Truffle Weekend in Uzès – Part II

The weekend of truffles continues on in Part II of my Truffle Weekend in Uzès. Read on and grab the two truffle-inspired recipes from chef Eric.

truffle weekend uzes

Truffle Market Day: We prepared ourselves the following morning to head back into town as early as our wine-filled heads and our little ones would allow, as we were told to expect a crowd . . .

The Sunday truffle market was packed! The tables from which you could purchase the various harvested truffles were under the arcades on the Place aux Herbes. Famous people who I could not identify – but who clearly were famous given their entourage, were pressed up against the vendors’ tables.

truffle weekend uzes

On our way to the place, I passed Pierre Marcolini heading out! He was going so fast, I didn’t have time to react. Darn! But this was not to be my last sighting. I am no celebrity chaser but when it comes to chefs I admire, you could think I was running after a rock star.

The first thing that hit me when we passed under the arcade was the smell of truffles that filled the air, in that intoxicatingly delicious aroma that you can only associate with the spore. Various vendors proposed Mediterranean delicacies all dripping in, prepared with or accompanied by, truffles.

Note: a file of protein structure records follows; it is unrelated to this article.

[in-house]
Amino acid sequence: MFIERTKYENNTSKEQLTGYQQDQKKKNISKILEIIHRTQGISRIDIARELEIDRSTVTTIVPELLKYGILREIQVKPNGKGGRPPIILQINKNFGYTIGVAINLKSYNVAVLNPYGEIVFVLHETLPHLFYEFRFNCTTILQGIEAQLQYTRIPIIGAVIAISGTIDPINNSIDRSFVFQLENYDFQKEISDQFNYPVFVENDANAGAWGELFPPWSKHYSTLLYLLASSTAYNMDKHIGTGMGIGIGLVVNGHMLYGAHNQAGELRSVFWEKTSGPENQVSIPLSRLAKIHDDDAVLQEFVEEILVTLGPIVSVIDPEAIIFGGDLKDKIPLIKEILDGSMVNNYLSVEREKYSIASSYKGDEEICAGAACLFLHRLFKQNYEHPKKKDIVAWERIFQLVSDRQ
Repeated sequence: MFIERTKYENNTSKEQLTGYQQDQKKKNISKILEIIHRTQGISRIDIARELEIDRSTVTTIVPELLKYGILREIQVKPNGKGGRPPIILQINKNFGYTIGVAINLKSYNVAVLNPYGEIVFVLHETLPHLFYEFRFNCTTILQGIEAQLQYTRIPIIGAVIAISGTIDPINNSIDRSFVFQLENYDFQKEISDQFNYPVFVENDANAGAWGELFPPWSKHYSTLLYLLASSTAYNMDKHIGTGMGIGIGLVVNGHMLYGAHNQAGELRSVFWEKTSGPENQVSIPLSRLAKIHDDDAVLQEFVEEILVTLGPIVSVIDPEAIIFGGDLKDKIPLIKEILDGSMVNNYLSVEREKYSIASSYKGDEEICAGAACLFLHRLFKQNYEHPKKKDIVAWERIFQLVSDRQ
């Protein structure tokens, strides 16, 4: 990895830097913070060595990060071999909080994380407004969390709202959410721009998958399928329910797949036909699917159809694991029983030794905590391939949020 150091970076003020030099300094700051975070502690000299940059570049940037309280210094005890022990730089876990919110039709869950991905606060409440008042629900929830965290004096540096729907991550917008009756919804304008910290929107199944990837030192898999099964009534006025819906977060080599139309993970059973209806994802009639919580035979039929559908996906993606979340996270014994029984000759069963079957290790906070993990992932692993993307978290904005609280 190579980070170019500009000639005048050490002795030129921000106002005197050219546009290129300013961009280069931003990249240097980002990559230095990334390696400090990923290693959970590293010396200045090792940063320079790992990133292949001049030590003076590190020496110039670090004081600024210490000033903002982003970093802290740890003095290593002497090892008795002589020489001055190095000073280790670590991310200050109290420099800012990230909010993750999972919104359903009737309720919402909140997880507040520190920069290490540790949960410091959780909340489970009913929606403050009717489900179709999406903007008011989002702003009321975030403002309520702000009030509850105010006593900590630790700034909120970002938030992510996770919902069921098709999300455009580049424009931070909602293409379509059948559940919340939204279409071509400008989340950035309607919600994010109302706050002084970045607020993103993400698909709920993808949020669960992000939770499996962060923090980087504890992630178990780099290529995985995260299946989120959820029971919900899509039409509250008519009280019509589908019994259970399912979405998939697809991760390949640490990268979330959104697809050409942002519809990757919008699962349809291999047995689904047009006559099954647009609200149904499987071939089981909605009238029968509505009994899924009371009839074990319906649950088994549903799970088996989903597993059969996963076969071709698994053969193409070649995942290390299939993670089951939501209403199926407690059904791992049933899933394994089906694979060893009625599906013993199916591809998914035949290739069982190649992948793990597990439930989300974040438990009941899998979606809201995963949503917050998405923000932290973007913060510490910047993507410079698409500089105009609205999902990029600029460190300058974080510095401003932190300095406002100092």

truffles weekend uzes

The black diamonds were spread out everywhere. Anything and everything having to do with truffles, was for sale including the small oak plants that would someday become trees under which (hopefully), the truffles would sprout.

The city had organized a ring where we admired the skills of numerous dogs whose masters were hoping to prove their worth in finding the buried truffle. But the pig outsmarted them all, having no trouble at all digging out what he thought was a treat.

I am told people prefer these days to use dogs as they are less likely than pigs, to eat the truffle before you can get your hands on it.

truffle weekend uzes

I turned around just outside the Terroir restaurant and there he was, Mr. Pierre Marcolini in the flesh – Mon Dieu! Did I say that I am not generally star-struck? I went for it – I think giving birth to my son has certainly made me a bolder person. “Mr. Marcolini?” “Oui”, he replied. I went on to tell him that I truly appreciated his wonderful chocolates and wanted to thank him for his great work; would he mind me taking a photograph. And then it happened, he suggested that it would be better for us to take a selfie and so, not wanting to leave my equally struck friend, Cécile, out of the mix, I asked him to hold on while I grabbed her, and Mr. Marcolini took my iPhone and snapped a lovely photo. The best photo actually came from Cécile’s boyfriend taking a shot of the whole scene – priceless.

pierre marcolini
Pierre Marcolini and us!

We left the market to head to Le Tracteur in Argilliers, which has organized a musical truffle tapas. All in all a wonderful day in the South of France. I had my first ever baba au rhum au poire et truffe. Just look at the amount of shaved truffles on top. You know what? It wasn’t bad at all.

 

truffles
baba au rhum with truffles